- The Cardinals might not be as urgent to add a starter as many had previously expected. The club feels that Michael Wacha can top 200 innings, and Carlos Martinez can deliver about 170. A bigger need might be a left-handed-hitting complement for Mark Reynolds at first base, and Rosenthal suggests Adam LaRoche as a speculative fit to improve the team on both sides of the ball.
Full Story | 20 Comments | Categories: Adam LaRoche | Anthony Rendon | Arizona Diamondbacks | Aroldis Chapman | Ben Zobrist | Chicago White Sox | Chris Owings | Cincinnati Reds | Francisco Rodriguez | Houston Astros | Ian Desmond | Jeff Samardzija | Mark Reynolds | Milwaukee Brewers | Neal Cotts | Nick Ahmed | Oakland Athletics | St. Louis Cardinals | Texas Rangers | Touki Toussaint | Tyler Clippard | Washington Nationals | Yunel Escobar
Recent Brewers signee Neal Cotts tells Tom Haudricourt of the Milwaukee Journal-Sentinel that he came close to hanging up his spikes before the Rangers offered him a deal for the 2013 season. After two fairly productive seasons in Texas, Cotts chose Milwaukee in part due to proximity to his home in Chicago.
Here are some notes on still-active bullpen situations around the game:
- The Red Sox have indicated a willingness over the last few days to deal righty Edward Mujica, Ken Rosenthal of FOX Sports reports on Twitter. Mujica, 30, signed a two-year deal to head to Boston last year after a strong 2013 with the Cardinals, but struggled mightily out of the gate. He rebounded with a big second half, however, throwing 25 1/3 innings of 1.78 ERA ball over the second half. All said, Mujica ended the year having allowed 3.90 earned per nine and having compiled a 3.70 FIP that was nearly identical to his fielding-independent mark from the season prior.
- After adding Cotts, the Brewers will keep looking for a veteran, late-inning arm, potentially one with closing experience, assistant GM Gord Ash tells Haudricourt. The club is “juggling a lot of balls right now,” says Ash, who added that talks with the Phillies on Jonathan Papelbon are not dead even if nothing is imminent. Ash also indicated that the team was considering former closer Francisco Rodriguez, but noted that the club is not in on Rafael Soriano or Joba Chamberlain. Milwaukee also seems to have its eye out for a bargain, with Ash noting that the club is open to doing a minor league deal at any time.
- A few of the other names still on the market do have some interest even though they have yet to ink a contract, according to SB Nation’s Chris Cotillo (Twitter links). After a solid 2014, southpaw Joe Beimel has interest from three clubs, including the incumbent Mariners, while fellow lefty Joe Thatcher has drawn attention from a handful of teams.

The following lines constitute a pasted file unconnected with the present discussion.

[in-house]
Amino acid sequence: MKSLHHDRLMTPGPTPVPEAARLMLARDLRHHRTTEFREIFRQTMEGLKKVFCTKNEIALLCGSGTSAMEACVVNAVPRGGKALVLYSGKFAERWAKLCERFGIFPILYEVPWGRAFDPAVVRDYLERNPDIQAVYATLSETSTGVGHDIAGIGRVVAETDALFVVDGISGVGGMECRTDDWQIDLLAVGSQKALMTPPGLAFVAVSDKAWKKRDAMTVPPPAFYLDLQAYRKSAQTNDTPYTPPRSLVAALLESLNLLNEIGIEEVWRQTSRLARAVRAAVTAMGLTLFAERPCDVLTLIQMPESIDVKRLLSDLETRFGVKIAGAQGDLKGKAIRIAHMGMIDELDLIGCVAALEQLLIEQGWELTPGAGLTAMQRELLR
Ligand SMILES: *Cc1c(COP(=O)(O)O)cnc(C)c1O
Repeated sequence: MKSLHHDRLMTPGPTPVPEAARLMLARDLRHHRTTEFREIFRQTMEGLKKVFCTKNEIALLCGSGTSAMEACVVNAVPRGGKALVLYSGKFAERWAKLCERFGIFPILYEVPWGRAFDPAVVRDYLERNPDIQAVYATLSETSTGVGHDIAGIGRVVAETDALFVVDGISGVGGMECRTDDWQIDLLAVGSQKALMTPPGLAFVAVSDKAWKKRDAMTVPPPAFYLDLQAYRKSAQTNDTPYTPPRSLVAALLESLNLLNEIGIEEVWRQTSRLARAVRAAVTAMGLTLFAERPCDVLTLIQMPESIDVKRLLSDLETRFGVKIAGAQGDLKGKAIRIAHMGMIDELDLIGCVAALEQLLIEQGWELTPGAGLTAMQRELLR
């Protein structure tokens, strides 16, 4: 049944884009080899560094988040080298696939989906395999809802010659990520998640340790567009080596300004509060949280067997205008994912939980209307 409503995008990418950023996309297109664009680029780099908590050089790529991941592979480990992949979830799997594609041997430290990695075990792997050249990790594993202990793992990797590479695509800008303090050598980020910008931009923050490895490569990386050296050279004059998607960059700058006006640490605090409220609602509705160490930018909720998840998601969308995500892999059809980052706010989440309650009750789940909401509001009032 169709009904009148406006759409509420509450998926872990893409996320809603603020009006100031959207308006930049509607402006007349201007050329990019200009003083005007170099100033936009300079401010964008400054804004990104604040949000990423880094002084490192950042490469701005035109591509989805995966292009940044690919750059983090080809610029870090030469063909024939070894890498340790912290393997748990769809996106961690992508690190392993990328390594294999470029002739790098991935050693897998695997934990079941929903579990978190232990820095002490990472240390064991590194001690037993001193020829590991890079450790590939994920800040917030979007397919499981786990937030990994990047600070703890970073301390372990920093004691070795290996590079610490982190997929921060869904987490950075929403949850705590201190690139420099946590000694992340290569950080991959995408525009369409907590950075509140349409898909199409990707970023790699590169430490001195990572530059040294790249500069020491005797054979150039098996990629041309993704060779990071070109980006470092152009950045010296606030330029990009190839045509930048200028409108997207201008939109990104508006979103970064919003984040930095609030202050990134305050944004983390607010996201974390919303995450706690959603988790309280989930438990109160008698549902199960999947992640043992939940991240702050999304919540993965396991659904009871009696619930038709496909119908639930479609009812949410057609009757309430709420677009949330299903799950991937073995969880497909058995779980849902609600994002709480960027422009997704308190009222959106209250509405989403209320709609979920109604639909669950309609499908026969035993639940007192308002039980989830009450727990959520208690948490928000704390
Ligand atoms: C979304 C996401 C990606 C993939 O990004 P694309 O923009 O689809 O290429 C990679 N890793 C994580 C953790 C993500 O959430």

It’s been no secret that the Brewers were on the lookout for bullpen help, and they’ve added an arm to their relief corps, announcing the signing of left-hander Neal Cotts to a one-year contract today. The Pro Star Management client will reportedly receive a $3MM guarantee.
Cotts, 35 in March, comes with a lengthy injury history but has been healthy for the past two seasons and clearly showed he was healthy enough to pass Milwaukee’s physical. Between Tommy John surgery and four surgeries on his right hip, Cotts missed three full seasons from 2010-12 before re-emerging with the Rangers in 2013. Upon returning to the mound, Cotts delivered a 2.84 ERA, 3.12 K/BB rate and 9.3 K/9 over 123 2/3 innings and 131 appearances out of the Texas bullpen over the last two seasons.
The Brewers have been focused on bullpen additions in recent weeks, and they’ve been rumored to be exploring options like trading for Jonathan Papelbon, signing Rafael Soriano or re-signing former closer Francisco Rodriguez. With only four career saves, of course, Cotts doesn’t project to be Milwaukee’s ninth-inning answer and looks to be in line for more of a setup role. Cotts is also something of a reverse-splits pitcher (left-handed batters have a career .753 OPS against him, while righty batters have only a .703 OPS) so he doesn’t fit the usual mold of a lefty specialist.
In his latest piece on the market for James Shields, Ken Rosenthal of FOX Sports looks at the most recent significant contracts for starting pitchers of age 33 or older and points out that history is not on Shields’ side. MLBTR took a similar look at Shields in Spring Training of last year, noting that recent history suggested it’d be difficult to find a team willing to guarantee his age-37 season. Rosenthal notes that executives to whom he has spoken cite Shields’ age, innings backlog, declining strikeout rate and shaky postseason track record as negatives. At this point, Rosenthal feels a four-year deal worth less than $20MM annually is likely.